York unveil menacing triple-threat up front late with three strikers​

With the attacking depth that York have assembled this year, the question of how Martin Nash can actually use it all is one worth asking. In particular, he now has three strikers at his disposal -- Osaze De Rosario, Lowell Wright, and Austin Ricci -- who can each offer different threats as an out-and-out number nine. In this game, Nash started De Rosario in the middle -- and he was rewarded for it with De Rosario's goal from the penalty spot -- but by the end of the match, all three strikers were on the pitch. Wright and De Rosario both took a turn playing on the right wing in that new front three, with Ricci primarily playing on the left, but all of them, as natural centre-forwards, were happy to cut inside to try and get into the box. Nash has already explained that the plan for Ricci, in particular, is to ease him in after he missed so much time recovering from a knee injury suffered last season, but eventually there will come a point where all three players are fully fit to start -- but they still can't all make the XI, especially with the likes of Max Ferrari and Oliver Minatel so important to York's wing play. Still, the fact that the triple threat is an option late in games when York is chasing a goal will be encouraging. Wright nearly created a go-ahead goal for the hosts within minutes of coming on with a cutback pass to Isaiah Johnston, looking bright throughout his entire outing. "It's really important because you can do a lot of different things late in the game," Nash explained. "Playing all three of them, two of them were playing as wingers, which they have the ability to do. It did help, it gave us another dimension -- Austin with his power and pace, he can drive; Osaze is nifty, and they can all dribble and create in their own way as well. It adds another dimension and it's difficult for defenders with all three of them; they're big, strong and powerful." Wright and De Rosario showed very promising moments of link-up play from the right side, which will be particularly useful for York until Ferrari is fully healthy to play on that side as well. Player of the Match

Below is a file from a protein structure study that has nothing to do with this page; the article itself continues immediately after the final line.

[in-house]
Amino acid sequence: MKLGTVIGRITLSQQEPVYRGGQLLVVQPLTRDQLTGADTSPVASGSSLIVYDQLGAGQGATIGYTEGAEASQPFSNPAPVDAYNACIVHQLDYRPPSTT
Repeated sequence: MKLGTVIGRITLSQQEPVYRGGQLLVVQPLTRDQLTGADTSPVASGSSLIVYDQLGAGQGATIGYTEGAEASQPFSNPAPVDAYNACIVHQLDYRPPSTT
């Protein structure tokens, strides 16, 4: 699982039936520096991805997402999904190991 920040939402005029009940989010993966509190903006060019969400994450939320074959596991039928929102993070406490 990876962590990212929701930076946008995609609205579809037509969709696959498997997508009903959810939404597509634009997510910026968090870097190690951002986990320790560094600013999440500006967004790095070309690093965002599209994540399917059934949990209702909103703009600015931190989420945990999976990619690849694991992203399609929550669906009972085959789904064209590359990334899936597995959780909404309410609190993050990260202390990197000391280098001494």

Ballou Tabla, Atlético Ottawa The highly-touted attacker looked more comfortable than ever for Ottawa, making a number of sizzling runs into the middle of the pitch from the right side. He led his team in duels won (9) and won possession eight times, and he was rewarded for good direct play with his late goal.

What’s next?

Up next for the Nine Stripes is the first 905 Derby of the season, as they take on Forge FC at home next Friday, May 6 (7 p.m. ET). Atlético Ottawa, meanwhile, will return to the capital to host Pacific FC on Saturday, May 7 (6 p.m. ET). Watch all matches live on OneSoccer. In addition to its website and app, OneSoccer is now available on TELUS channel 980 and on Fubo TV. Call your local cable provider to ask for OneSoccer today.